The Grocery Fullfilment Conundrum

The local Auckland paper, the New Zealand Herald, recently published an article discussing supermarket pricing.  That in its own right is not a surprise, newspapers tend to pursue this topic when there is no other news about. This article differed though from others. In the first instance, the focus of the article was not the usual supermarket fare, food and FMCG consumables, but the journo offered opinions about the wisdom of buying typical non-supermarket items such as stationery, slug pellets and medicines from supermarkets.  The verdict? It could well be cheaper than buying those items where one would usually buy them. Ok, one would expect that though from a supermarket, wouldn’t one?  The question NOT asked is even more interesting. WHY are supermarkets moving into all sorts of other product? Answer – With consumers increasingly shifting towards online grocery buying, brick and mortar store operators need to figure out what else to put onto their shelves in order to keep the turnover going.
amazon feshSupermarket companies like Woolworths here in New Zealand may well be very successful with their on-line activities but they face a dilemma. Right now, on-line customer fulfilment occurs via a number of selected stores where ‘personal shoppers’ take the groceries from the shelf. The problem with that approach is that the goods come attached with the costs of getting them onto that shelf in the first place. Then adding the ‘personal shopping’ and distribution costs makes the whole process a fairly unattractive financial proposition. The smart solution is therefore to pick the goods at a distribution centre where the cost of getting into the store and the cost of the retail environment itself don’t figure in the cost of sales. The trouble with that approach is that individual unit fulfilment cannot be run out of distribution centres geared to dispatch goods by the pallet load. Pursuing that approach will lead to having to build dedicated distribution centres. Not the kind of thing you want to do if you already own stores which make money by stocking goods on their shelves for people to buy….and we are back to square one.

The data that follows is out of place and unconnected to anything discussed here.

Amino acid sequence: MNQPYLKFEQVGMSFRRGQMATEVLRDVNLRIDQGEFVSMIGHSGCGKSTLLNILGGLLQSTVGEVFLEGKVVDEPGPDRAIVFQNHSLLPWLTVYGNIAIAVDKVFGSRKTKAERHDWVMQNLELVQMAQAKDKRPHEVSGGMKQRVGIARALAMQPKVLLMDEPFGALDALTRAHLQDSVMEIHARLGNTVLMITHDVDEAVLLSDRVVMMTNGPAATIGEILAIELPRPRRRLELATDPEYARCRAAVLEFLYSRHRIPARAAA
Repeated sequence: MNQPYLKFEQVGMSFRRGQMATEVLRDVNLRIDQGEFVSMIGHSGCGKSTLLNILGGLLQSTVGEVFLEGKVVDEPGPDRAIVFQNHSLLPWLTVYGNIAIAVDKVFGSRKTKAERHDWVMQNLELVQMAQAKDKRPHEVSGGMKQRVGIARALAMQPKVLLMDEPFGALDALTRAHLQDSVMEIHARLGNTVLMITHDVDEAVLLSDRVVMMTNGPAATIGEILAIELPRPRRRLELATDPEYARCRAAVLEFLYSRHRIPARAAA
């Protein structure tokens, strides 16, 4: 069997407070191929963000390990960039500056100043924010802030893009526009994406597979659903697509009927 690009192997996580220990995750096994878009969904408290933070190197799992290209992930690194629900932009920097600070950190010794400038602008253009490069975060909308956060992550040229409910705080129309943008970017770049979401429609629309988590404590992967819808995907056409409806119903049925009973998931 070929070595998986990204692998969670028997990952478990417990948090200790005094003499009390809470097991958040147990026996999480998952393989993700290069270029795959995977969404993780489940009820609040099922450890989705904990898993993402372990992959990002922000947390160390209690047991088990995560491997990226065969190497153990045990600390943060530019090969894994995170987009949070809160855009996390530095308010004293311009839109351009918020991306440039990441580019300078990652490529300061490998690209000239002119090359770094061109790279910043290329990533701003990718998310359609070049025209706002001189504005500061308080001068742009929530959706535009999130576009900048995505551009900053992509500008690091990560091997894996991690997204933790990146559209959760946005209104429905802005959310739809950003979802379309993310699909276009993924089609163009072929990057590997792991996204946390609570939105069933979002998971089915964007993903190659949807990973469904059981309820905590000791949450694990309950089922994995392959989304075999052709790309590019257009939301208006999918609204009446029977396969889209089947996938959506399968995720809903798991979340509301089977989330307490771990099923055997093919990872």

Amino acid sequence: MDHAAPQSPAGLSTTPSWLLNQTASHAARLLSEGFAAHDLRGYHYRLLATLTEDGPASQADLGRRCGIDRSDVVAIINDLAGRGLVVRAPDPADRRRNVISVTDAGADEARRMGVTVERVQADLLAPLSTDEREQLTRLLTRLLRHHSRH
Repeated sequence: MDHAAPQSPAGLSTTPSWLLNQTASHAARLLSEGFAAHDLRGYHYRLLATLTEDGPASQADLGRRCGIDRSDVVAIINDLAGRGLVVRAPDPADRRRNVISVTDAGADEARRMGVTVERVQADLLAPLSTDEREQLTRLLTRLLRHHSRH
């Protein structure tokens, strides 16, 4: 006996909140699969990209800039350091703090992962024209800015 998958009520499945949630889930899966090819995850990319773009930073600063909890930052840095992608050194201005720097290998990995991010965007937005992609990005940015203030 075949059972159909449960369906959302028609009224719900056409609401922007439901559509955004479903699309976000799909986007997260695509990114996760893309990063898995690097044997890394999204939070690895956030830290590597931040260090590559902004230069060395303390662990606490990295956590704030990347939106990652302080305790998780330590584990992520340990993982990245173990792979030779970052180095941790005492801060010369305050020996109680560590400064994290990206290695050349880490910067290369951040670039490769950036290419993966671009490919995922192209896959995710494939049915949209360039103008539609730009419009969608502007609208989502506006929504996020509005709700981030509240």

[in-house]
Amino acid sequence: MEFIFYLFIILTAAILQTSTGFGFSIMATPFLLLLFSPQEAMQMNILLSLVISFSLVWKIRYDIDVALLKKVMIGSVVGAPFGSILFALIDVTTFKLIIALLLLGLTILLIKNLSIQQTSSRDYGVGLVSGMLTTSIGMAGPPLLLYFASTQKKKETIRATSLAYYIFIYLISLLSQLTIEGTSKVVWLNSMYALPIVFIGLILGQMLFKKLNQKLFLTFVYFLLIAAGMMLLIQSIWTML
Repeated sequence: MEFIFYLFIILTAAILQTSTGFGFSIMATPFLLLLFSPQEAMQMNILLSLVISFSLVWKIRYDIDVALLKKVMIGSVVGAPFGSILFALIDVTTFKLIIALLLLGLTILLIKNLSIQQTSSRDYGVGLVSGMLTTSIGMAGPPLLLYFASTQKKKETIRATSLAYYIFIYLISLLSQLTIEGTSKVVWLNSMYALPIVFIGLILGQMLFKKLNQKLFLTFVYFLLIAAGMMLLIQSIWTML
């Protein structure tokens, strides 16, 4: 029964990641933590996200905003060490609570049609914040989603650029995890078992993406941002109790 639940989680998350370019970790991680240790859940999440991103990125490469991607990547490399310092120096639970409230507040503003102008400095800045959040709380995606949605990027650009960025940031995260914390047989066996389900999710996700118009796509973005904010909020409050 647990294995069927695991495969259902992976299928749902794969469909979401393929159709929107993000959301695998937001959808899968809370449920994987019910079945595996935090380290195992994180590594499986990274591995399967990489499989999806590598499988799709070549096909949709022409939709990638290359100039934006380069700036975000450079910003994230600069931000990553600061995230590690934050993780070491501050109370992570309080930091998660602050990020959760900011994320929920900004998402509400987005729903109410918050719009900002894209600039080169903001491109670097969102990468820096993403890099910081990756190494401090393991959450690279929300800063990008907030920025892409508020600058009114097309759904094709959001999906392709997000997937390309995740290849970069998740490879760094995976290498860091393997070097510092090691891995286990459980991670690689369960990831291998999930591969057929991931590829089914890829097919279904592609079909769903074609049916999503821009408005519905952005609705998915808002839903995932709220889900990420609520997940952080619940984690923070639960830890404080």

That’s why we need to sit up and listen very carefully if companies like Amazon suddenly decide to enter the grocery fray...particularly, the FRESH arena.  They are not encumbered by stores and dated paradigms.

There was another point of note in that article I mentioned at the beginning of this blog entry, but that will have to wait until tomorrow.